Researcher claims guns, not crime, the main cause of police death

Police officers salute as the casket carrying slain Jersey City police officer Melvin Santiago is carried into St. Aloysius Catholic Church for his funeral service in Jersey City, New Jersey on July 18, 2014. (Photo: Reuters)

Police officers salute as the casket carrying slain Jersey City police officer Melvin Santiago is carried into St. Aloysius Catholic Church for his funeral service in Jersey City, New Jersey on July 18, 2014. (Photo: Reuters)

It was just two days before his 31st birthday and Georgia police officer Timothy Smith was on patrol when he received a call from dispatch reporting a suspicious man with a firearm near the intersection of Main and Smith streets in Eastman.

Smith made contact with the armed suspect along a set of railroad tracks near where the call had placed him around 9:30 p.m. on Aug. 13. Words were exchanged and the man opened fire on Smith, wounding him, after which time the officer returned fire. The suspect fled and was arrested two days later.

Smith is the latest in a series of firearms-related fatalities of law enforcement officers, whose lives could have been spared if it weren’t for criminals having such easy access to guns, according to Harvard researcher David Hemenway.

Hemenway, who runs the Harvard Injury Control Research Center, conducted a study looking at police deaths across the country and found the problem to be “not crime,” but guns, he said during a press conference on the National Institute of Justice’s “Research for the Real World” panel, held Wednesday morning in the Washington D.C. Office of Justice Programs.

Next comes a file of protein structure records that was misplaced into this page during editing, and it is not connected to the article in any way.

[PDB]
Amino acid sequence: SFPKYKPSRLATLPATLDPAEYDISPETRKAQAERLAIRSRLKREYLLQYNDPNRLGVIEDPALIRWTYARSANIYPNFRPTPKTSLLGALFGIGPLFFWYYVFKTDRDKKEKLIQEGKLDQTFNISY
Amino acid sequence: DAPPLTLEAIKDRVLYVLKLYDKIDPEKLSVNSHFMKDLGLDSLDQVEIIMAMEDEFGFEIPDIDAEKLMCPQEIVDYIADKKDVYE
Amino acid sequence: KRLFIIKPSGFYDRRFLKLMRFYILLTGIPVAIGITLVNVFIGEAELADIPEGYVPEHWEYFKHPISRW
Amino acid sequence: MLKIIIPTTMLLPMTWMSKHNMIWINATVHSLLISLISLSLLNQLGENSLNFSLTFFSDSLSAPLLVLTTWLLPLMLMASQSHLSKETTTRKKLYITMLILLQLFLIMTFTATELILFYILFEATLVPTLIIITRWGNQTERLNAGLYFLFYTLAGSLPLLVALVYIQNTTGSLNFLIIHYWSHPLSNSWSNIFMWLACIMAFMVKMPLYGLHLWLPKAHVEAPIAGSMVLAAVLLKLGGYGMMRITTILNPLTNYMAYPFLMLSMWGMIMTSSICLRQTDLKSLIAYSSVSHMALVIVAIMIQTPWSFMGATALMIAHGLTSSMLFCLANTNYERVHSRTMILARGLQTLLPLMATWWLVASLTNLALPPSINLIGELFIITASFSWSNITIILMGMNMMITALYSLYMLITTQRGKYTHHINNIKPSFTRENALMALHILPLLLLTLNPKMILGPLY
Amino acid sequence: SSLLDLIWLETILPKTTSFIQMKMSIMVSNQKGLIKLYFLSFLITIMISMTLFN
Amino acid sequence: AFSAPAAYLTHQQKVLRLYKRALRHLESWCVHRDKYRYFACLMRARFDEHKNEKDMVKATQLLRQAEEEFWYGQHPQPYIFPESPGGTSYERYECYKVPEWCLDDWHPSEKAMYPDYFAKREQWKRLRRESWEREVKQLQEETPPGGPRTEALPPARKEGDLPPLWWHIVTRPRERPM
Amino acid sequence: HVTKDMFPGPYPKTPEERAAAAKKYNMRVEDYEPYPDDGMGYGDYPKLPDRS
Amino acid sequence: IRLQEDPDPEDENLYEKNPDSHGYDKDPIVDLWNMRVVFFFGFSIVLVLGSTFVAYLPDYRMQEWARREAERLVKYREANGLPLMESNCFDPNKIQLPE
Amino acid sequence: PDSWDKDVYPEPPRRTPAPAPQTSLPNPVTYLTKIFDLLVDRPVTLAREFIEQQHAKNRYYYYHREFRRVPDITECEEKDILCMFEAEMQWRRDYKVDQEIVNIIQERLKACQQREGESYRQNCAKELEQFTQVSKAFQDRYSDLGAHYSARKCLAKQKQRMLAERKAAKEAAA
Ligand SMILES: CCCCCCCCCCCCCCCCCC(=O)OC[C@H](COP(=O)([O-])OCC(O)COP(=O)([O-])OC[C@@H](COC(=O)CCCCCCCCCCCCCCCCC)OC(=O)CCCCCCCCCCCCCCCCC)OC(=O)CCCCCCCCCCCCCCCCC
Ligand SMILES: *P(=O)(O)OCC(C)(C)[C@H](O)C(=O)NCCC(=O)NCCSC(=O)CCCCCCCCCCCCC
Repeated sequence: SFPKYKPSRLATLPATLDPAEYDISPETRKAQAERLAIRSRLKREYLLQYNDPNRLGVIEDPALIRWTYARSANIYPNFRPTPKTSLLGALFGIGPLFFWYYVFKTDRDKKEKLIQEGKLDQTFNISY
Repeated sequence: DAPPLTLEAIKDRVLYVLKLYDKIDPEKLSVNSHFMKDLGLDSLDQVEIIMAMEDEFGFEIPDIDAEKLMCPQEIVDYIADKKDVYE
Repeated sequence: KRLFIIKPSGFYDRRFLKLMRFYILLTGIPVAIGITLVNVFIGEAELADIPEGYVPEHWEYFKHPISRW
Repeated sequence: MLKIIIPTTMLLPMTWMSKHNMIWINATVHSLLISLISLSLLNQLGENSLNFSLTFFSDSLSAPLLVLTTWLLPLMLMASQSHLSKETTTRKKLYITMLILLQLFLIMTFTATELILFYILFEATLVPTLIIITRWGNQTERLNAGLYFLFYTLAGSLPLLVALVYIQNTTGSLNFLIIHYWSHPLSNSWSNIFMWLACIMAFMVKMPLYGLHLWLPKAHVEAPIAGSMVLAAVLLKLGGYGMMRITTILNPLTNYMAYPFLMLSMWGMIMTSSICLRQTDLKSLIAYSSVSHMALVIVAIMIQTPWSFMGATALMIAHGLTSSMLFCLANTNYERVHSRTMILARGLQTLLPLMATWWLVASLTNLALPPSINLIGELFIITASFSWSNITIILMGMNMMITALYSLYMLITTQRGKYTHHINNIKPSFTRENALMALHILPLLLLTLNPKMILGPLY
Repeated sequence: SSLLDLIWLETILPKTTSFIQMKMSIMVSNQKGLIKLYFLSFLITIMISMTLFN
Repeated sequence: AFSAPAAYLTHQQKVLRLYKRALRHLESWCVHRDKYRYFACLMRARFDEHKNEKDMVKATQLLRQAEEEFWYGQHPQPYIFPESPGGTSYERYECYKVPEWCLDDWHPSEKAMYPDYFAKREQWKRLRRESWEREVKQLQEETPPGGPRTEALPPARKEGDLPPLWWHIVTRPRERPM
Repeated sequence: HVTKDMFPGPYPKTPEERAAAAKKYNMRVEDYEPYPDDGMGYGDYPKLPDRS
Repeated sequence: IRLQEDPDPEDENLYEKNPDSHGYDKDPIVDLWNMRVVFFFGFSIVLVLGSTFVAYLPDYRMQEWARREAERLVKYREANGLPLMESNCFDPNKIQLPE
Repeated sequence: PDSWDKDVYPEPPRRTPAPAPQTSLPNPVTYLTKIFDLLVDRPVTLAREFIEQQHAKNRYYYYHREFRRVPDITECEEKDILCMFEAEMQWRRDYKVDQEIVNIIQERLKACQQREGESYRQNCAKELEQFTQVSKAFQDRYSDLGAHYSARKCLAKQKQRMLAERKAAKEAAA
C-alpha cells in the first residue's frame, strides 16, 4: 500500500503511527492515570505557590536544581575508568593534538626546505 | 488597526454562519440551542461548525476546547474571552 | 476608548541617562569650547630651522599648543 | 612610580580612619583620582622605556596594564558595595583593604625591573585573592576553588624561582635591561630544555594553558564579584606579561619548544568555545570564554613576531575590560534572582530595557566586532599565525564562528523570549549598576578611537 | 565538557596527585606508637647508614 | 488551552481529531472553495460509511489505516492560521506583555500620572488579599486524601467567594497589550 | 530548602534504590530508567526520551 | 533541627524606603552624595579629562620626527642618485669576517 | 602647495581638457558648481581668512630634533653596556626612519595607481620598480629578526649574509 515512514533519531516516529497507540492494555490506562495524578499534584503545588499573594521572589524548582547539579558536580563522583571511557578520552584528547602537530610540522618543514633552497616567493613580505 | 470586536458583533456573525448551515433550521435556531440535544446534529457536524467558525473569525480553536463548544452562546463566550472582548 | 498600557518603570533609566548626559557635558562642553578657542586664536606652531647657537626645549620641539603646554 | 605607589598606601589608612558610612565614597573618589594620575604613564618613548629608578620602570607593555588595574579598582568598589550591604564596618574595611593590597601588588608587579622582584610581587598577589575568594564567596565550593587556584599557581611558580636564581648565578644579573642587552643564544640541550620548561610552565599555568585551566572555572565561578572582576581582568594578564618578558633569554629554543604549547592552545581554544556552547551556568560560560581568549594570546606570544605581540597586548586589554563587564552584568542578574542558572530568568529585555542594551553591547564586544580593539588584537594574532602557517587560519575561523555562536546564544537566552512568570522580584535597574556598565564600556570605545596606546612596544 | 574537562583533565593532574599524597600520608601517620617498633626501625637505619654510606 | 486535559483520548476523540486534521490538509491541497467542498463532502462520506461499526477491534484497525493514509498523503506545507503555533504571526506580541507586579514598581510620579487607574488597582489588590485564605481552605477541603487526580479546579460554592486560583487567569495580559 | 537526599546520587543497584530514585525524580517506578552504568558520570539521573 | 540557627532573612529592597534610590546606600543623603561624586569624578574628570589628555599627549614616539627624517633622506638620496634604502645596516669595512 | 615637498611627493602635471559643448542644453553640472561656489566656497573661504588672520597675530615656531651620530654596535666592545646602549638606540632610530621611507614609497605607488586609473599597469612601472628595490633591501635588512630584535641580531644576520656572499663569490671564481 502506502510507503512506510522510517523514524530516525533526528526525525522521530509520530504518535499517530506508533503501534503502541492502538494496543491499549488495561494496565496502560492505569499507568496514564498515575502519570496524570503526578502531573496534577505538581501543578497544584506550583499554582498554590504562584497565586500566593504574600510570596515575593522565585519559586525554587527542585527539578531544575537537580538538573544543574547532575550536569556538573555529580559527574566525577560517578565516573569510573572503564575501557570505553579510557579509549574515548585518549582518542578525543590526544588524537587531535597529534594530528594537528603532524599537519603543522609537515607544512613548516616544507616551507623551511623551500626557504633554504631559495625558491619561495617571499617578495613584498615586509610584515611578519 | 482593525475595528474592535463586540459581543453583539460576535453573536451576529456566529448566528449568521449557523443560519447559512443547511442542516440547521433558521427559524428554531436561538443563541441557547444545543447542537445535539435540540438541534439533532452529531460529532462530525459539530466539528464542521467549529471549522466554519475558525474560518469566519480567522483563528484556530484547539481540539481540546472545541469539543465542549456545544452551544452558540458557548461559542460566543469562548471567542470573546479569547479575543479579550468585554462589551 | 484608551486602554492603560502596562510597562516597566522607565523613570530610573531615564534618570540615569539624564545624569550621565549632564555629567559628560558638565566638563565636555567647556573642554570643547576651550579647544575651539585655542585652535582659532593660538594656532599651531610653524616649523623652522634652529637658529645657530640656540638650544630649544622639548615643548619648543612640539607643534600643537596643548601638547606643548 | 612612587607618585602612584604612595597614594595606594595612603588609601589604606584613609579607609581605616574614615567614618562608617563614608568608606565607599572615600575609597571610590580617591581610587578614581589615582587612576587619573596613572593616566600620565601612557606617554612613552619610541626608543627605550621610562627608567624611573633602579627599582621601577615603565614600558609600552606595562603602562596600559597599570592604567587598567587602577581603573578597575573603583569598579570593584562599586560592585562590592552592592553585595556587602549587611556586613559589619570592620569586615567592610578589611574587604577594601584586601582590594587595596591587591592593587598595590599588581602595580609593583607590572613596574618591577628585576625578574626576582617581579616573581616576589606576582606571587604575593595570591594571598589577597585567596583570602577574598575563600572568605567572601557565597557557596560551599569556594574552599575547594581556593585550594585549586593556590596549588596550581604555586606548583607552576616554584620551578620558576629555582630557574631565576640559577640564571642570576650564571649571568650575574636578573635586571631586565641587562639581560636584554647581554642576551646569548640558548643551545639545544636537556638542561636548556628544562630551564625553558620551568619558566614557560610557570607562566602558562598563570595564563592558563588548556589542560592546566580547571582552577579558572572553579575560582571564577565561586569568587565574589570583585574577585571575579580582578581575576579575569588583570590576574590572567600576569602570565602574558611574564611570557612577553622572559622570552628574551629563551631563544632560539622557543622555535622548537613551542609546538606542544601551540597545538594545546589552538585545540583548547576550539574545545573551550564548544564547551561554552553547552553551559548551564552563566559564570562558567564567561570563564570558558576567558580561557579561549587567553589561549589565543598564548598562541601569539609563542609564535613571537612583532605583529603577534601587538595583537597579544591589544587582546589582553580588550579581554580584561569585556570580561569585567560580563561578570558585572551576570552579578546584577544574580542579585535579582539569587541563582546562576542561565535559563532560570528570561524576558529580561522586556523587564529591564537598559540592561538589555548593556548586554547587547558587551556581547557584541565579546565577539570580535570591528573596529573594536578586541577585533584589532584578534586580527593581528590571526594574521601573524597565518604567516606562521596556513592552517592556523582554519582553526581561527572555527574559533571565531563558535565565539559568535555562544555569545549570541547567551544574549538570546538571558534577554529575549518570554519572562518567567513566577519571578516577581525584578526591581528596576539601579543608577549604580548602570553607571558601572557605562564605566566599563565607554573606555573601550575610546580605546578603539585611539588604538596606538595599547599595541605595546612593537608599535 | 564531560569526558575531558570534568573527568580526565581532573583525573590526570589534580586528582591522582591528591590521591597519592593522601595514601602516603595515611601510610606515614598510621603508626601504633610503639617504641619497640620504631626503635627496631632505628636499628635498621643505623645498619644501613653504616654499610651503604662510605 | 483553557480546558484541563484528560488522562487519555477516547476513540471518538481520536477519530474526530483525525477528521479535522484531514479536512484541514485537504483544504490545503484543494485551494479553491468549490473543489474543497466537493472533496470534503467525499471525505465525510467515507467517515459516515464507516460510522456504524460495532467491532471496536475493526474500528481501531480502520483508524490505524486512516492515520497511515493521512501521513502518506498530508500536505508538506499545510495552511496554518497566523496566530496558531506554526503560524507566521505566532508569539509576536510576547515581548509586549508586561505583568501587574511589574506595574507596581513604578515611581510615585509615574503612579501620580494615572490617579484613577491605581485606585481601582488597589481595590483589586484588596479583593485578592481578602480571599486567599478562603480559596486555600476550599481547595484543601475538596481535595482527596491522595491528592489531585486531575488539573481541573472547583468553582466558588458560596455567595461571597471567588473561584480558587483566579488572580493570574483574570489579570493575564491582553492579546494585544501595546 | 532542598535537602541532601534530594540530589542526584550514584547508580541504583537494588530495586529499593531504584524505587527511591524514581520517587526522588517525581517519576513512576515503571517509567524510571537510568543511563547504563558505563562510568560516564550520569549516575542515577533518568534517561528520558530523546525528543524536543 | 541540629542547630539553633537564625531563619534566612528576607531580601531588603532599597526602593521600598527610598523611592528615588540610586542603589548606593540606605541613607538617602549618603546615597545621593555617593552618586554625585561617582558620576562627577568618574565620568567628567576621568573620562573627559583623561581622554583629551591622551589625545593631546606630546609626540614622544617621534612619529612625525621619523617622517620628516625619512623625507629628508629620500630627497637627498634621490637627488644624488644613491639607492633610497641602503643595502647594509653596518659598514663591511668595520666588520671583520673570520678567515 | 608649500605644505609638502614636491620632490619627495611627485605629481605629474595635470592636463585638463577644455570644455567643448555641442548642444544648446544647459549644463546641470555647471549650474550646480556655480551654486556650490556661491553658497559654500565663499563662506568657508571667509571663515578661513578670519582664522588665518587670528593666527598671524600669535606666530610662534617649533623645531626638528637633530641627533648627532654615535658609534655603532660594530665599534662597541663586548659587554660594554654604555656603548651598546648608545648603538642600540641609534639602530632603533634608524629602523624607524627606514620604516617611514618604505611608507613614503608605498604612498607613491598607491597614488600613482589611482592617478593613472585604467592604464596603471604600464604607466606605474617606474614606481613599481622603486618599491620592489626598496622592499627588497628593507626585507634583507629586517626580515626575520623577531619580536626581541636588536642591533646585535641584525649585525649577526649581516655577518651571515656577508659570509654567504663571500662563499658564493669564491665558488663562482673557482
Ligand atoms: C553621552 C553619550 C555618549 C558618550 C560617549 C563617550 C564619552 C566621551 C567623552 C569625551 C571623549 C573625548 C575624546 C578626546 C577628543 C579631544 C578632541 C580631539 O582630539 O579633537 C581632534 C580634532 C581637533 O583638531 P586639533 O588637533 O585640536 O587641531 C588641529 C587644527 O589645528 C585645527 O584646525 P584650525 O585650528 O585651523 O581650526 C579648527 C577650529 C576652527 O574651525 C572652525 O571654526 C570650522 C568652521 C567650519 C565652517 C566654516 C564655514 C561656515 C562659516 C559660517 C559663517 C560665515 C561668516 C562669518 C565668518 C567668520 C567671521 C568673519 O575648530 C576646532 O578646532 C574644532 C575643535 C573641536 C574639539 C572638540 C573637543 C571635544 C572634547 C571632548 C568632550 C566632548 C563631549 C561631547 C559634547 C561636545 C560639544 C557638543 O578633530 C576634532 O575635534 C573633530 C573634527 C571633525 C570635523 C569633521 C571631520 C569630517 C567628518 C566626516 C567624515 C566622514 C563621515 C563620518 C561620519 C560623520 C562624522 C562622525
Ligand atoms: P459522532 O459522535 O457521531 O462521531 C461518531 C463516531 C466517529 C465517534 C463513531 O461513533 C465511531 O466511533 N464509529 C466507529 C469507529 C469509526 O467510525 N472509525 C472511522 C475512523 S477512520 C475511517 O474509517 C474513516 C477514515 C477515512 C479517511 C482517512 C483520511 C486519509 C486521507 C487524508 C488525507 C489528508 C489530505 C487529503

In states with a large number of guns — typically those with weaker gun regulation — there were three times the number of officers killed with guns than in states with a lower number of firearms, Hemenway said.

Between 1996 and 2010, there were a total of 263 officer homicides in high gun states and 85 in the low gun states — a homicide rate per 100,000 population of 9.5 to 3.1, respectively.    

“Officers in the high gun states have three times the likelihood of being killed on the job violently than an officer in the low gun states,” Hemenway said.

And it’s not just officers being killed at a higher rate — 30-40 times higher, according to Hemenway — in the U.S. when compared to other industrialized countries. They also kill civilians at a higher rate here.   

Of course, Hemenway is loathed by Second Amendment proponents, who often see his findings as an attack on their right to bear arms. Conservative economist and gun rights advocate John Lott — who didn’t reply to a request for comment by article publication — has questioned Hemenway’s research in the past.

Most recently, a piece co-authored by the Harvard researcher and appearing in the American Journal of Preventative Medicine used firearm robberies and assaults to “test whether increased gun ownership had any effect on gun homicides, overall homicides and violent gun crimes.”

It isn’t testing whether increased gun ownership causes crime rates to increase,” Lott wrote in response on his blog. “The study is far too simplistic and doesn’t include even the basic control variables that are typically included in other crime studies.   

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